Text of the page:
Not long ago, with big, empty, closed-down stores everywhere, Oklahoma City seemed to have a glut of vacant retail space.
The Great Recession took out many a national and regional chain: Circuit City, Ultimate Electronics, Harold's. Add a Big Lots here and an IGA there, plus strategic moves by Walmart and Target — it added up.
Now there's a shortage of space, at least a lack of “quality space,” according to CB Richard Ellis-Oklahoma.
“Expanding retailers, limited store closings, and virtually no new speculative construction creates an enviable environment for existing property owners,” the firm said in its 2013 year-end retail property market report. “Quality retail space is in high demand and options for new store operators are limited.”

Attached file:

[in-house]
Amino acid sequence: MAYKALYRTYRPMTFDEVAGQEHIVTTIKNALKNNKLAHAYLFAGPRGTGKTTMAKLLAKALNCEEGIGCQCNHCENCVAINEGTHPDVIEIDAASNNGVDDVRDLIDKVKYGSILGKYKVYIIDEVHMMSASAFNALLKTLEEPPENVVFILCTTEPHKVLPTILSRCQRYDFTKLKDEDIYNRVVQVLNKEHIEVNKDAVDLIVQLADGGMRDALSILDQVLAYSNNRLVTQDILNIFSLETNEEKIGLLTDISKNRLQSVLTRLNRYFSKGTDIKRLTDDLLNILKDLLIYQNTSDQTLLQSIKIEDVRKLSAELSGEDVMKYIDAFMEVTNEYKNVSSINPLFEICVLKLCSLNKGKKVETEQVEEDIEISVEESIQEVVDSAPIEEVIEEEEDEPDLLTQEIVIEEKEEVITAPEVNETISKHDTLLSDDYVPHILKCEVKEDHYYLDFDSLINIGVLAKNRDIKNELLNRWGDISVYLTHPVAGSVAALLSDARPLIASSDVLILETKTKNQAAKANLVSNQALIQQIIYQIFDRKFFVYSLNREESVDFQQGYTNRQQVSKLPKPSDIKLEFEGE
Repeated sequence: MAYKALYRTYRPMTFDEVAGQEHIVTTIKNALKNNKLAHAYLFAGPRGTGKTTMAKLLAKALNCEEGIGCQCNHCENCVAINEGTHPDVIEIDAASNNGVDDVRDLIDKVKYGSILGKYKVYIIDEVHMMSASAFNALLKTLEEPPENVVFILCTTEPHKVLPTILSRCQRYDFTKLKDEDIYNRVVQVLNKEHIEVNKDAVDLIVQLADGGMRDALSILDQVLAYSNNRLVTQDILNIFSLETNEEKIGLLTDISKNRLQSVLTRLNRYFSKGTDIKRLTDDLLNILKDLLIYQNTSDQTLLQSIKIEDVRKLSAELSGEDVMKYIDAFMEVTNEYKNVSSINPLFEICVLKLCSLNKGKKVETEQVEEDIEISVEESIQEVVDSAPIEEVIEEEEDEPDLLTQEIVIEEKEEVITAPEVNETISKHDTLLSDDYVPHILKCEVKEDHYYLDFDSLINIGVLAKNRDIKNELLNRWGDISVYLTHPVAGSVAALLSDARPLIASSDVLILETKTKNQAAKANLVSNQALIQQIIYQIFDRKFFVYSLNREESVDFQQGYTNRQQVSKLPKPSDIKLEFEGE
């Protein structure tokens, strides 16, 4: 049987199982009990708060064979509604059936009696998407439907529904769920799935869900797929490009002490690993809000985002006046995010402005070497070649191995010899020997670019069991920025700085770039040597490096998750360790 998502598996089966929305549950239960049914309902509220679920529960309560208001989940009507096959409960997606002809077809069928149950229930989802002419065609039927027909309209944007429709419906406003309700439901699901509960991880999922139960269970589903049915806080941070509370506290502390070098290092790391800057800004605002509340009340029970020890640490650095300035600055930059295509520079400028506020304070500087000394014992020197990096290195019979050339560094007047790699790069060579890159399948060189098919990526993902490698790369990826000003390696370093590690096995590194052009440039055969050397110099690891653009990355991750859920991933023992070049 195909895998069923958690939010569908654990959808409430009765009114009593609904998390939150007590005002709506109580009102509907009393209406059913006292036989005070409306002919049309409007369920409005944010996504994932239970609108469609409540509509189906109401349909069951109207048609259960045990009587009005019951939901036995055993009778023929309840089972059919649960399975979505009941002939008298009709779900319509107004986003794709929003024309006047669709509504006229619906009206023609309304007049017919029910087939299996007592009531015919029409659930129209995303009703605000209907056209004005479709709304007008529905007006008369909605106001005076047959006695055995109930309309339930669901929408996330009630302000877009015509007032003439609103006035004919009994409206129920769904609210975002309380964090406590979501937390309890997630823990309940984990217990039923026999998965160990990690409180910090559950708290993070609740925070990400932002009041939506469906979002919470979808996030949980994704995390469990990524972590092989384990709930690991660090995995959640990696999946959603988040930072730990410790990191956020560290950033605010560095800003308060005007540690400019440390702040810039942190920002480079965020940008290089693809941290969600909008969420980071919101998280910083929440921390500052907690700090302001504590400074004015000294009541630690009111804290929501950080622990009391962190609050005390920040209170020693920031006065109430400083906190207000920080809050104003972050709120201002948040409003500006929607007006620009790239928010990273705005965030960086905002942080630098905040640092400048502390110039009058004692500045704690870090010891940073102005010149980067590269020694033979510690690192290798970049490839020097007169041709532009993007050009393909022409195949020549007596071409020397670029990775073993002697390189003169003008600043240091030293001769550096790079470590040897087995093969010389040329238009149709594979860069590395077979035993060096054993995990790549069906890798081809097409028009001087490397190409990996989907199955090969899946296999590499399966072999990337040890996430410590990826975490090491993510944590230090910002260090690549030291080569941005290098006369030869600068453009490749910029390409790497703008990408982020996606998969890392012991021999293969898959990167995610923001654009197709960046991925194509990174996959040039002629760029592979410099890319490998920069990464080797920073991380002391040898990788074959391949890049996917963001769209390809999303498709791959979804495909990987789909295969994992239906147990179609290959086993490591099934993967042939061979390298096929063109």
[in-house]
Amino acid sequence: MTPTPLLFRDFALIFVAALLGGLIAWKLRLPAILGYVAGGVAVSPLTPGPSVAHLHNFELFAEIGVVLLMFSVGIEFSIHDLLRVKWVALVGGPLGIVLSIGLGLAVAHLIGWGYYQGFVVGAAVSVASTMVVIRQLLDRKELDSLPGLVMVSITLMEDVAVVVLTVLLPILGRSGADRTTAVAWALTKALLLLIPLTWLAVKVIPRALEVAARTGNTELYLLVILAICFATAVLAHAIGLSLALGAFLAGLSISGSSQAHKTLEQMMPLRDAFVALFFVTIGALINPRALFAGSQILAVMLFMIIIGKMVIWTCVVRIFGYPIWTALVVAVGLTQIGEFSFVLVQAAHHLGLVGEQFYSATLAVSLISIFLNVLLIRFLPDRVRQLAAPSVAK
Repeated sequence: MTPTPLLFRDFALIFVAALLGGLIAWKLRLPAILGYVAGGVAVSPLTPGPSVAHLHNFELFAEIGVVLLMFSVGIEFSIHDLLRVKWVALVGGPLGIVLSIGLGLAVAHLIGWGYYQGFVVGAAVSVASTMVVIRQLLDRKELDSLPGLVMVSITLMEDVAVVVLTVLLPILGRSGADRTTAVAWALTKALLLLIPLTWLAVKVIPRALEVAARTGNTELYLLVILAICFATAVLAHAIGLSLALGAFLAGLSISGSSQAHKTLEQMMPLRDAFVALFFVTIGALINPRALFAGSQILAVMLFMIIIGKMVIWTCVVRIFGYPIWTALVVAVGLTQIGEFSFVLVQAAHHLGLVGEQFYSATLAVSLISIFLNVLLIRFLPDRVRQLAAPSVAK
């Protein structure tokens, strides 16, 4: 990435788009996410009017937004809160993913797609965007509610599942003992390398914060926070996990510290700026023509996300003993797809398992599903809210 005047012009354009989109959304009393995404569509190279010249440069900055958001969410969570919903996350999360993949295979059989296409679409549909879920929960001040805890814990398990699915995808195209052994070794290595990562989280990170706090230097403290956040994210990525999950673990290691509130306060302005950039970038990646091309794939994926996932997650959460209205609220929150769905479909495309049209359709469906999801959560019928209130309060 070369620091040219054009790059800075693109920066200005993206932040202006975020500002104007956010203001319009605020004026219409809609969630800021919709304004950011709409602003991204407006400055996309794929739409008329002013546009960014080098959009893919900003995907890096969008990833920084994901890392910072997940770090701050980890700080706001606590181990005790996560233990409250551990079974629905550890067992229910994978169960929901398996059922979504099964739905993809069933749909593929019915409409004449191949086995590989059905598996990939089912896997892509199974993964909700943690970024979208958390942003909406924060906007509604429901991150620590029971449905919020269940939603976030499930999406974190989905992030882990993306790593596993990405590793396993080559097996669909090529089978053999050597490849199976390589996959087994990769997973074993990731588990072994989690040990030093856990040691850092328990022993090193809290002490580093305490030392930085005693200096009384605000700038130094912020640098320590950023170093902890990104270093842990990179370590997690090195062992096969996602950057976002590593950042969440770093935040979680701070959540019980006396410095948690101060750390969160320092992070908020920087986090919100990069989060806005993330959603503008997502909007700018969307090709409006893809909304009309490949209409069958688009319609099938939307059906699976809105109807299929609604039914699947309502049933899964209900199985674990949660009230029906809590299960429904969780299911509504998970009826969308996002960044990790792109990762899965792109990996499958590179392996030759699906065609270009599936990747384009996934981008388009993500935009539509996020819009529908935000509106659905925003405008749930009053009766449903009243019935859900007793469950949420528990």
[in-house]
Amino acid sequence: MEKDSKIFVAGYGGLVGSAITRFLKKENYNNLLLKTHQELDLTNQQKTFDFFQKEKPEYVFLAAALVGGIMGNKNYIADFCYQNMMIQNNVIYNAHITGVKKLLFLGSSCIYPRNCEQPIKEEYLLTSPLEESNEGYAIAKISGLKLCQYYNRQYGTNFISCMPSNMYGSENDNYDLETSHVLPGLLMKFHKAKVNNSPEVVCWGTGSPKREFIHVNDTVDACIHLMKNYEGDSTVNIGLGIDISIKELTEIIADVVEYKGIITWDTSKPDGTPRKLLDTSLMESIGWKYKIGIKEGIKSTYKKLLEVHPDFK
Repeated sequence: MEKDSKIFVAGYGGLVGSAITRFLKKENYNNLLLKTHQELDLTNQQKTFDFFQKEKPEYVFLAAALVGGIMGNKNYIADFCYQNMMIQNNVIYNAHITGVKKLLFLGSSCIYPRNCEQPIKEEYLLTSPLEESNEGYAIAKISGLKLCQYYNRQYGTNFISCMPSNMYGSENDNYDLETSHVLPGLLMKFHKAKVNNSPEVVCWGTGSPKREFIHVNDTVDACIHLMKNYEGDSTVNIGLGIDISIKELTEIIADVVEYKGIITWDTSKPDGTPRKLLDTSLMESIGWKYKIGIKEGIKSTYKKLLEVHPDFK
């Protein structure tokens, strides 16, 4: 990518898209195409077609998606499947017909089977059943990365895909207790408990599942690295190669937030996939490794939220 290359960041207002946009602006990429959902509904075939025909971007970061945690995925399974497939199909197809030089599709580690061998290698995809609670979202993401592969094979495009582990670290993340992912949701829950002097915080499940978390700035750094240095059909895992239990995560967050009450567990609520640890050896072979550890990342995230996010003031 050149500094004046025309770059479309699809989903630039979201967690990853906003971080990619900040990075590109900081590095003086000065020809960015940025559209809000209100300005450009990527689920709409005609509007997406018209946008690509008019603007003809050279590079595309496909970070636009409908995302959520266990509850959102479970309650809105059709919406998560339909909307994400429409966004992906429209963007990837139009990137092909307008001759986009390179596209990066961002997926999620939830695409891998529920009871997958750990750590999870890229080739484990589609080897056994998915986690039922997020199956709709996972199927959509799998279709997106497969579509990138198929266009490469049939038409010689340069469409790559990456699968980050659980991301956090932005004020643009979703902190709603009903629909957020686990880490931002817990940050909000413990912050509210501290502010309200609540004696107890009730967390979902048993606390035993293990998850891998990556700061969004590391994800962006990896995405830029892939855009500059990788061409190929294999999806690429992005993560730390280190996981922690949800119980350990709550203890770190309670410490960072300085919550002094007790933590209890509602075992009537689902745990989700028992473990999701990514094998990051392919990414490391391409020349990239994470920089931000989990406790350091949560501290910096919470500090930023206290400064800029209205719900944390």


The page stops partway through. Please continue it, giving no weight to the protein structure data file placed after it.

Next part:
The year ended with overall retail vacancy of 8.07 percent, down two-thirds of a percentage point since summer, according to CB Richard Ellis.
“There's just not much Class A space around,” said Stuart Graham, a retail broker with the firm who compiled the report.
Graham and fellow broker Mark Inman started tracking empty big-box space in 2010 — because there was so much of it, more than 30 empty stores with some 1.25 million square feet, about one-third of all vacant retail space then in the metro area.
Now, surviving chains have retrenched, with some shrinking their store sizes, which has led to the former big boxes being divided up, Graham said. Where one store stood before, now there are two or more, he said.
Add the continuing strength of the local economy to lenders' reluctance to lend on speculation — at least compared to standards before the 2007-2008 credit collapse and recession — and “it's filtered down to small-shop use,” he said. Even small strips centers are at or nearing full occupancy, he said.